Quantitative Easing currently benefits the non-bank financial sector, commercial banks and the Treasury
Under QE, Hansard evidence informs us, the Bank of England’s Asset Purchase Facility purchase of just under £375bn of government bonds from the non-bank financial sector has led to a lowering of long term interest rates. The non-bank financial sector and commercial banks now hold more liquid assets in the form of interest-bearing reserves.
The consequent reduction of borrowing costs for the government means that debt issued or re-financed since 2009 has been substantially cheaper, saving some £50bn in immediate funding costs.
But QE could be used directly for the common good: MP Caroline Lucas:
“There is huge, and as yet untapped, potential in renewable energy, energy and resource-use efficiency and the transformation of our transport system that would create high-quality jobs across the country and reduce the UK’s overall ecological impact.
“If we are serious about staying below 2C warming, as we have legal obligations to do, then to invest in a destructive Dash for Gas when there is a Green New Deal on the table borders on criminal negligence by my parliamentary colleagues.”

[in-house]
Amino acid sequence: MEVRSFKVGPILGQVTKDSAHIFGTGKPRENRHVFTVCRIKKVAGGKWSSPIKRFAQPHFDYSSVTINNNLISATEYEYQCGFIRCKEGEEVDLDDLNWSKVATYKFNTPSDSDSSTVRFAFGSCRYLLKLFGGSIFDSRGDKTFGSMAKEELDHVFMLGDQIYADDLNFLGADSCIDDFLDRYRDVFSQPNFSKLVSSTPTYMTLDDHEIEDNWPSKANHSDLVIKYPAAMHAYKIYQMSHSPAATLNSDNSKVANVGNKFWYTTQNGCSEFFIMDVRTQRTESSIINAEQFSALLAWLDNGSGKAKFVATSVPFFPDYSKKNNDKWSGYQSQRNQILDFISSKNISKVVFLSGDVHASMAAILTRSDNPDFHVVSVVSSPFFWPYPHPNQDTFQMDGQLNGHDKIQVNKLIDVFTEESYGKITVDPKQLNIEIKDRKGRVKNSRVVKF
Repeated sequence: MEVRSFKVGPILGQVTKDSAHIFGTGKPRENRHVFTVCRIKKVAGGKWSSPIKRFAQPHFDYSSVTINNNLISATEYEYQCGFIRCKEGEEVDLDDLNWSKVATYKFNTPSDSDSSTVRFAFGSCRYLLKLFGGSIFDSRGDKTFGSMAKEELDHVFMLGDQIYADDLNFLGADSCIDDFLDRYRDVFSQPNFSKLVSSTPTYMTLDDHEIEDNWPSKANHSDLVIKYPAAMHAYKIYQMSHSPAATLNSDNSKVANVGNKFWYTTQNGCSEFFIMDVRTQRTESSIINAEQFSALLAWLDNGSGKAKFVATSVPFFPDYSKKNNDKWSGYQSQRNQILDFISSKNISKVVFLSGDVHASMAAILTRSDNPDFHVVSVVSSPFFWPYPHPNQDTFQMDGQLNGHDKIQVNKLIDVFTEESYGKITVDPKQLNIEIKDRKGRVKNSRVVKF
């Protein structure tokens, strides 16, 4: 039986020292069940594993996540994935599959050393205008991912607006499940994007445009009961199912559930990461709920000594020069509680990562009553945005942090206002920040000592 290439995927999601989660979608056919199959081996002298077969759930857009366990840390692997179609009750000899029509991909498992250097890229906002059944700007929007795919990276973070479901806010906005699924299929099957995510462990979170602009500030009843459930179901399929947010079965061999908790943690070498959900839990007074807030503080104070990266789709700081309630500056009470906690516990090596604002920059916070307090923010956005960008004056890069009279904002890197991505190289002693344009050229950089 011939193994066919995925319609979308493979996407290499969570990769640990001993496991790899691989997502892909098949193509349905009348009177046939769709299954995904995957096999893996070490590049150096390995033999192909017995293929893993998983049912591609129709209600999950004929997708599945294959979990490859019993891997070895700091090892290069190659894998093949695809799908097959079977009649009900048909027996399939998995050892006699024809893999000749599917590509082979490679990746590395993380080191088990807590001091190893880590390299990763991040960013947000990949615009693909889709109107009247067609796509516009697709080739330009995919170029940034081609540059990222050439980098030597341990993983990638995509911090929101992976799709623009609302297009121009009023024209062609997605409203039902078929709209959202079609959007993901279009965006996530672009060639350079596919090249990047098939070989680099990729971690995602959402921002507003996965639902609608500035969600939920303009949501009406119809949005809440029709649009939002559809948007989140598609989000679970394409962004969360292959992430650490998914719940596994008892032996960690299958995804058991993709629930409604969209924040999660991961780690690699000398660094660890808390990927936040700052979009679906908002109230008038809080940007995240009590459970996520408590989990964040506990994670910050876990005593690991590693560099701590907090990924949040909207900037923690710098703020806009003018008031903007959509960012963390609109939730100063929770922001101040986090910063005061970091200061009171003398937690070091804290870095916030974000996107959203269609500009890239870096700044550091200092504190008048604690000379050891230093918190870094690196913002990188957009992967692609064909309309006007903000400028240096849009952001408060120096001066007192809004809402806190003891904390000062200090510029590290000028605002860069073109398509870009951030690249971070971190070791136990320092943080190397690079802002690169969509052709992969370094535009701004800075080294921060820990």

This is the National Plan advocated by the Green New Deal Group: Larry Elliott of the Guardian, Tony Juniper, formerly FOE’s director, Jeremy Leggett of Solarcentury, Richard Murphy – Tax Justice Network, Ann Pettifor of NEF and Debtonation, Charles Secrett, currently working with ELF, Triodos Bank and London’s Development Agency and Wildlife Trust, MP Caroline Lucas, Andrew Simms director of NEF, and the convenor Colin Hines, LWM co-founder and Co-Director of Finance for the Future.
Birmingham Energy Savers
Early beneficiaries of Birmingham Energy Savers’ (BES) activities gave testimony of the positive impact the innovative scheme is having on their lives at its official launch event at The Council House in February.
It was attended by local people helped out of long-term unemployment, residents that are now enjoying warmer homes plus lower energy bills joined representatives of Birmingham City Council, who originated the scheme, and its delivery partner Carillion Services.
If such schemes could be more widely implemented and adapted for use all over the country, welcome social, economic and environmental benefits would be offered to most people – but minimal ‘rich pickings’ for the few.
“Get the Bank of England to create new money instead. This new money would be granted to the government, who would spend it into the real economy where it can create jobs and support businesses”.